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  • Trading Around Company Earnings

    Spread Betting vs Shares TradingThrough your Finspreads Limited Risk or Standard Account, you can gain access to trade a range of UK, EU and US shares such as Vodafone, Deutsche Bank or Apple. 

    Spread betting shares offers multiple advantages over standard shares dealing such as the ability to go long or short and profit from share prices that are rising or falling, as well as commission free trading and Tax Free Gains*. 

    Trading around company earnings can be both lucrative and risky. Company earnings can create wide swings in the share prices of companies depending on how big companies outperform or underperform targets. 

    Typically when a company reports bigger than expected earnings, this would delight shareholders and increase demand for the company's shares, pushing prices higher. A weaker than expected earnings report typically disappoints shareholders who would have hoped for a better report, weakening demand and pushing the company’s shares price lower.

    Features to Consider  

    There are a number of features spread bettors need to consider when trading in and around company earnings.

    Extra Price Volatility

    Company earnings can trigger extra price volatility, increasing your trading risk when spread betting. This added price volatility can take place in the weeks running up to an earnings report but mostly occurs in the aftermath of earnings being released to the market. So consider risk management orders to help minimise your trading risk when choosing to trade around a company earnings report.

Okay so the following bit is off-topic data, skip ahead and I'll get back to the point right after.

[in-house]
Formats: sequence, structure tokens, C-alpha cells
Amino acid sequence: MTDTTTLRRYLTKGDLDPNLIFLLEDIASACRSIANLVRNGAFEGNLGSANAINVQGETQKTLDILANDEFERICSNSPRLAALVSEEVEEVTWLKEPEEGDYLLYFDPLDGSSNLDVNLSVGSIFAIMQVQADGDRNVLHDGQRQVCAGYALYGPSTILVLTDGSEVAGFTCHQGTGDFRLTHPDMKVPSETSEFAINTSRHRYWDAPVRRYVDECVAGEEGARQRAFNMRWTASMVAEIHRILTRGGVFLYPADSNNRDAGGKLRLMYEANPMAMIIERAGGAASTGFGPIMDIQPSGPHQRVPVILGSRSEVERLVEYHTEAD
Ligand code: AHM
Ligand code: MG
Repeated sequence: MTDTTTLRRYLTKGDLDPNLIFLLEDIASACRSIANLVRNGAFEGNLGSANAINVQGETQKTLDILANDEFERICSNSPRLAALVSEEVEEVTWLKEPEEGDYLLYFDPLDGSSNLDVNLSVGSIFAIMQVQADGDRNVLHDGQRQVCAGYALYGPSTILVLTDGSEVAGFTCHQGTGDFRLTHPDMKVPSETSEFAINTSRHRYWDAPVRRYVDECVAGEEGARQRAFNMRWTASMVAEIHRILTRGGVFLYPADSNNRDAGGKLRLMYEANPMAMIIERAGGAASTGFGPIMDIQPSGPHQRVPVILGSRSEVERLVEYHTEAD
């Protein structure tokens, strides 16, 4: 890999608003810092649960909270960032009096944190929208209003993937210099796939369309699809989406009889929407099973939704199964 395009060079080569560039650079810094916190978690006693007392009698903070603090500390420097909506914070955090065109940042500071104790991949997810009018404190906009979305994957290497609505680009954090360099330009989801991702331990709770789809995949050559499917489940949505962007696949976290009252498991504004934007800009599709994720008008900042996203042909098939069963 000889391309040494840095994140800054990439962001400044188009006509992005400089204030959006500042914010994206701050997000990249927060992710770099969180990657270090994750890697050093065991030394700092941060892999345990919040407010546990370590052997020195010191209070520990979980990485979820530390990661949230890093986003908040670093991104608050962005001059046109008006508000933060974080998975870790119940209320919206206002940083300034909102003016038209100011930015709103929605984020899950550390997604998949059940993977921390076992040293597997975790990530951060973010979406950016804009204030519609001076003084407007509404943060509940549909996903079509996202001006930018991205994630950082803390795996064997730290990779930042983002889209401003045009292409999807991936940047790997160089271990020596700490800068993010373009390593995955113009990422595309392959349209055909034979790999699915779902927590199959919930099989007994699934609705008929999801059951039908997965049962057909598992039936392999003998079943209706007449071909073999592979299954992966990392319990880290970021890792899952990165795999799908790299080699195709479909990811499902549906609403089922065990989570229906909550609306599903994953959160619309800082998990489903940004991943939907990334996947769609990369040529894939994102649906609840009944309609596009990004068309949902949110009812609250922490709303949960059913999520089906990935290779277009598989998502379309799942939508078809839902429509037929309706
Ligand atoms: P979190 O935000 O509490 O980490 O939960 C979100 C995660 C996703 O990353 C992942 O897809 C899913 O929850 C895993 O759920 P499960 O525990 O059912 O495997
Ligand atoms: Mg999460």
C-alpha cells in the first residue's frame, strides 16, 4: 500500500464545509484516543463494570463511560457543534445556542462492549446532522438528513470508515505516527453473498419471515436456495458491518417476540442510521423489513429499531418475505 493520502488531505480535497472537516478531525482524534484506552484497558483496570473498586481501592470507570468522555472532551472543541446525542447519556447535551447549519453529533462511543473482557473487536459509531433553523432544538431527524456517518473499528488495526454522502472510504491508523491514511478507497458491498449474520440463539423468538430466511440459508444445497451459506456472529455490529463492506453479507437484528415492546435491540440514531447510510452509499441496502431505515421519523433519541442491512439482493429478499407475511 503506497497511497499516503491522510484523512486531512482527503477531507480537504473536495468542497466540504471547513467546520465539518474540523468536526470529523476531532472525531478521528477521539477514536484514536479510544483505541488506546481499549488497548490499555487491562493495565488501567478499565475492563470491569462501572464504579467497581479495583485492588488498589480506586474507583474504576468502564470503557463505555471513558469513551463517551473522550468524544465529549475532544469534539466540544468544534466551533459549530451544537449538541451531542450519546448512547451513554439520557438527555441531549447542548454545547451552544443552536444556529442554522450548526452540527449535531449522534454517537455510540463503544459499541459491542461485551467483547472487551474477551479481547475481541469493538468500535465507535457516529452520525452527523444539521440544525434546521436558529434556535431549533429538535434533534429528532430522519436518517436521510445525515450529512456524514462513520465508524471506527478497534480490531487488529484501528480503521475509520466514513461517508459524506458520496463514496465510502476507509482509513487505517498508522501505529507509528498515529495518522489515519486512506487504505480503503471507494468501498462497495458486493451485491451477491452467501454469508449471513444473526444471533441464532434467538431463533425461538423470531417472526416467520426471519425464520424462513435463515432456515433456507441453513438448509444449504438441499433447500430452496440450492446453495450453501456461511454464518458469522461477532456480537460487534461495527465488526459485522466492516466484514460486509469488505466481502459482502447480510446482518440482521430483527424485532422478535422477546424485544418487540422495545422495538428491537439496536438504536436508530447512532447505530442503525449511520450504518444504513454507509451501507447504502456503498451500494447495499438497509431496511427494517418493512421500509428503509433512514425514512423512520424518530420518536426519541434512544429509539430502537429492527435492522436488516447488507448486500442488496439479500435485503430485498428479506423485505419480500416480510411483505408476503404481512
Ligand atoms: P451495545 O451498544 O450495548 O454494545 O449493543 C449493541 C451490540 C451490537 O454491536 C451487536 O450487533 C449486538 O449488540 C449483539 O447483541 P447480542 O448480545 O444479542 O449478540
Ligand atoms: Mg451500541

Most companies report their earnings outside of trading hours for shares. For example, most UK companies report their earnings at 7am London time whilst US firms typically report either before the start of trading the US or after the US closing bell. This reduces your ability to react instantaneously to earnings updates as they are released. 

    For example, if Marks and Spencer’s releases better than expected earnings at 7am, the retailer's shares price will likely open higher when trading starts, meaning that you could have missed out on much of the rally already in the firm's shares price when you have an opportunity to trade it. Equally, if you are short Marks and Spencer’s shares before the earnings are released, the subsequent rally could put your open position in a loss as soon as trading opens, leaving you no time to react. This is why you should consider risk management orders when trading around company earnings. 


    Much of the price movements in shares in and around company earnings is all about expectations of the market on what that company is expected to report. Most firms report in previous earnings updates profit estimates for what they expect to report in future updates and investor reaction to earnings will depend on how much they deviate from these expectations. 

    For example, a bigger than expected profits report typically pushes share prices higher on stronger demand whilst a weaker than expected profits report can weigh on the company’s shares price. 

    Be Mindful of Previous Shares Price Performance

    Always be mindful of how a company’s shares price has performed in the run up to an earnings report. Investors typically buy shares on expectations of future performance. As such, if a company’s shares price has rallied 10% in the three weeks preceding an earnings report on expectations that they will report a strong set of earnings numbers, much of the good news may already be priced in to the market.

    A good earnings report therefore may not actually trigger a big shares price rally. In some instances, when earnings are reported in line with expectations, it can convince traders to lock in their gains and actually force prices lower.

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